A similar advertisement once graced the south abutment of the PE over crossing of the Southern Pacific Railroad's Sunset Route along Valley Boulevard. The Company saw the abutment as a perfect venue for an advertisement for their Mount Lowe excursions and the supporting hotel and tavern. It offered the enticement of a Southern California mountain adventure to automobile drivers on Valley Boulevard and to the patrons of passing SP passenger trains as well.

Believe it or not, there was a time when the taggers in East Los Angeles had respect for a bit of history. Although surrounded, if you will, his advertisement for the long vanished Mount Lowe line survived into the early 1970's unfazed by the gang graffiti that was rapidly covering the walls throughout the city. Unfortunately, the respect for history would not last. By mid decade the writing was, "on the wall" and another bit of history had been all but obliterated.

My photo dates from 1971.

Cheers,
Jack

[IMG]http://[URL=http://s1315.photobucket.com/user/jgn151/media/Mt_Lowe_Ad_zps0f8af57a.jpg.html][/URL][/IMG]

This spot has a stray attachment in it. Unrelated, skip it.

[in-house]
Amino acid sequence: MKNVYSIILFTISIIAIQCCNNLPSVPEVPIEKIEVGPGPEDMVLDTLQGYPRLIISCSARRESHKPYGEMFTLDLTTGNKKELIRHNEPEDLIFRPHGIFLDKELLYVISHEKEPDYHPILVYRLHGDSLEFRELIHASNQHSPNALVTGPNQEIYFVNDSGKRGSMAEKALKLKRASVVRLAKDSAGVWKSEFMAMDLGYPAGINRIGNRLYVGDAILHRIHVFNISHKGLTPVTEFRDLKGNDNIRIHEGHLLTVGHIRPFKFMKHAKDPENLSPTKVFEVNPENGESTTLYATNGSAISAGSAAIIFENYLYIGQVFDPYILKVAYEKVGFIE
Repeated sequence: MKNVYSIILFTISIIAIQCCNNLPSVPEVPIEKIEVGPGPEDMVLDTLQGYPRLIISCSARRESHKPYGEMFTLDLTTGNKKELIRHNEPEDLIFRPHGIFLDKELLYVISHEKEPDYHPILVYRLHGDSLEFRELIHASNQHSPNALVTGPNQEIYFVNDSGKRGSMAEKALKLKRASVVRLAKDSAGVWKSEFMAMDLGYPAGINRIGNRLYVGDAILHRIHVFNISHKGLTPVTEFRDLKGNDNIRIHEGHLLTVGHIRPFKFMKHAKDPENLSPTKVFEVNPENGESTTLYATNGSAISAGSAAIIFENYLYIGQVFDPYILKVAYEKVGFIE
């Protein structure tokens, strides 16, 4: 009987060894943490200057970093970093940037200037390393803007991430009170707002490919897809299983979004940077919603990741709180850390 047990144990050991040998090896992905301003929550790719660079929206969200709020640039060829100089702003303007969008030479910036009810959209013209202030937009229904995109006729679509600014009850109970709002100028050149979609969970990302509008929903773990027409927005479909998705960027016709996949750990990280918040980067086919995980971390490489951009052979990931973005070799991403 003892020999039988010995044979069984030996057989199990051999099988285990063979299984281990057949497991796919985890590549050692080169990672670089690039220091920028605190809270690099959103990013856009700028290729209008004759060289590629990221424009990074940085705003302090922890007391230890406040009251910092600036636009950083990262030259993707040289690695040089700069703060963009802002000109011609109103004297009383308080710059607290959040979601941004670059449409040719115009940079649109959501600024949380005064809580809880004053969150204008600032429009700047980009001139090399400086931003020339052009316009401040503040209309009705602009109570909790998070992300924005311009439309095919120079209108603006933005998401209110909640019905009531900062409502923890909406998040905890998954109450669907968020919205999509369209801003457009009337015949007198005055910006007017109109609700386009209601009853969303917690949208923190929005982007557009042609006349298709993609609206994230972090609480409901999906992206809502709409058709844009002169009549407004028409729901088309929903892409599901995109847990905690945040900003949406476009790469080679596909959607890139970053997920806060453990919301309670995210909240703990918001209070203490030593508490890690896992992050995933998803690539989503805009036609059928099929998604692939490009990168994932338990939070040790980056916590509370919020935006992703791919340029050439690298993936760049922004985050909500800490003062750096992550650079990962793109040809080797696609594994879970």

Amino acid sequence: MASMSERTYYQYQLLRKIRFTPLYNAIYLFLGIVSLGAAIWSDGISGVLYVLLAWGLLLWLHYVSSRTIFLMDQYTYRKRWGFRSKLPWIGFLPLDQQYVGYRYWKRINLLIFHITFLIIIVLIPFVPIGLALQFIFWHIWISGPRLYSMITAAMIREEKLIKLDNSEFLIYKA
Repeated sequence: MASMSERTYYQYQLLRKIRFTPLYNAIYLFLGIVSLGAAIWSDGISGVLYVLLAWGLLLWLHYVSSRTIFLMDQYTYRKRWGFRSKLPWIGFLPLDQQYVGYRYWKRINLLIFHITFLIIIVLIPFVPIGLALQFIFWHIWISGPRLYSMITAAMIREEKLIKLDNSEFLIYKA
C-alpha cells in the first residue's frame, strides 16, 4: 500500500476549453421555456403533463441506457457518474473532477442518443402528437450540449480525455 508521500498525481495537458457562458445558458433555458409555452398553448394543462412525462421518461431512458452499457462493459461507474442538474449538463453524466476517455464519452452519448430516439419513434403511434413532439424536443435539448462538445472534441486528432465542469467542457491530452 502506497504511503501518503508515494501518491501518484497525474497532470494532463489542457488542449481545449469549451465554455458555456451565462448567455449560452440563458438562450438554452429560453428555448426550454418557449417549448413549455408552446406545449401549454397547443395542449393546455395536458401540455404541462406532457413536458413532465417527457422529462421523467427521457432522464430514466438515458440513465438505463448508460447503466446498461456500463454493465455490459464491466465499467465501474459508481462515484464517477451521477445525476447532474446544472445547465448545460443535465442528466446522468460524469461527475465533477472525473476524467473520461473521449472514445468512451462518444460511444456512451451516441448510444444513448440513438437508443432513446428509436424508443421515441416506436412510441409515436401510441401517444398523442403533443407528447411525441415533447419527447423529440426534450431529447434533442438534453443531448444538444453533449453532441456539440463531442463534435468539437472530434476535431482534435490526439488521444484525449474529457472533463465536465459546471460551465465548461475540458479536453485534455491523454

Last edited by Wig-Wag; Mar 11, 2014 at 8:41 PM.
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  #20085  
Old Posted Mar 11, 2014, 4:40 AM
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Quote:
Originally Posted by Wig-Wag View Post
Thanks, Flyingwedge for posting,and Longrfile for the link to the photo showing the Mount Lowe advertisement at the north portal of the Pacific Electric Hill Street Tunnel.

A similar advertisement once graced the south abutment of the PE over crossing of the Southern Pacific Railroad's Sunset Route along Valley Boulevard. The Company saw the abutment as a perfect venue for an advertisement for their Mount Lowe excursions and the supporting hotel and tavern. It offered the enticement of a Southern California mountain adventure to automobile drivers on Valley Boulevard and to the patrons of passing SP passenger trains as well.

Believe it or not, there was a time when the taggers in East Los Angeles had respect for a bit of history. Although surrounded, if you will, his advertisement for the long vanished Mount Lowe line survived into the early 1970's unfazed by the gang graffiti that was rapidly covering the walls throughout the city. Unfortunately, the respect for history would not last. By mid decade the writing was, "on the wall" and another bit of history had been all but obliterated.